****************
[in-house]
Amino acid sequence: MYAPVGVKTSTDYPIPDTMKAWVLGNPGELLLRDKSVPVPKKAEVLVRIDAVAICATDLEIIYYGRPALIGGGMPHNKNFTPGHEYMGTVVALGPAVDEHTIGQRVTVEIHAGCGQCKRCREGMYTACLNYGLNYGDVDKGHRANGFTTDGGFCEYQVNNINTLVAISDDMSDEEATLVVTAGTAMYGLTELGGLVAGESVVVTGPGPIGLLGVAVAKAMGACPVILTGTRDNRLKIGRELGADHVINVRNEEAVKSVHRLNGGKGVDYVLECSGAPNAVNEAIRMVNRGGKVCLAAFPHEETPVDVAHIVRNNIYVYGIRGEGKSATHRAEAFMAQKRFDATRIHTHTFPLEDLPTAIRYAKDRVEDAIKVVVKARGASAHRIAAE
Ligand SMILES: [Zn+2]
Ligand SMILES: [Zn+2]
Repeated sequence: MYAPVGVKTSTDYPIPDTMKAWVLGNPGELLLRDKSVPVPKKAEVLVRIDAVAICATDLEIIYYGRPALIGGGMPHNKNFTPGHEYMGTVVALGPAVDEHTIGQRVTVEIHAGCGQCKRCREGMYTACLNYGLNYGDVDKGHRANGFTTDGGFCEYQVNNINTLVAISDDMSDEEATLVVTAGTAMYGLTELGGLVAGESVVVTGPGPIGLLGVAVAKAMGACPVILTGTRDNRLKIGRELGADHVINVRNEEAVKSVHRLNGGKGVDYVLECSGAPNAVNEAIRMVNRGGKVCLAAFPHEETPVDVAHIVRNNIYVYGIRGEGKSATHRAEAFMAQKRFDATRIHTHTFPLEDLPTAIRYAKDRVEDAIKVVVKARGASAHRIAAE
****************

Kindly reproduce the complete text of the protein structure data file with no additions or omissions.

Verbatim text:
[in-house]
Amino acid sequence: MYAPVGVKTSTDYPIPDTMKAWVLGNPGELLLRDKSVPVPKKAEVLVRIDAVAICATDLEIIYYGRPALIGGGMPHNKNFTPGHEYMGTVVALGPAVDEHTIGQRVTVEIHAGCGQCKRCREGMYTACLNYGLNYGDVDKGHRANGFTTDGGFCEYQVNNINTLVAISDDMSDEEATLVVTAGTAMYGLTELGGLVAGESVVVTGPGPIGLLGVAVAKAMGACPVILTGTRDNRLKIGRELGADHVINVRNEEAVKSVHRLNGGKGVDYVLECSGAPNAVNEAIRMVNRGGKVCLAAFPHEETPVDVAHIVRNNIYVYGIRGEGKSATHRAEAFMAQKRFDATRIHTHTFPLEDLPTAIRYAKDRVEDAIKVVVKARGASAHRIAAE
Ligand SMILES: [Zn+2]
Ligand SMILES: [Zn+2]
Repeated sequence: MYAPVGVKTSTDYPIPDTMKAWVLGNPGELLLRDKSVPVPKKAEVLVRIDAVAICATDLEIIYYGRPALIGGGMPHNKNFTPGHEYMGTVVALGPAVDEHTIGQRVTVEIHAGCGQCKRCREGMYTACLNYGLNYGDVDKGHRANGFTTDGGFCEYQVNNINTLVAISDDMSDEEATLVVTAGTAMYGLTELGGLVAGESVVVTGPGPIGLLGVAVAKAMGACPVILTGTRDNRLKIGRELGADHVINVRNEEAVKSVHRLNGGKGVDYVLECSGAPNAVNEAIRMVNRGGKVCLAAFPHEETPVDVAHIVRNNIYVYGIRGEGKSATHRAEAFMAQKRFDATRIHTHTFPLEDLPTAIRYAKDRVEDAIKVVVKARGASAHRIAAE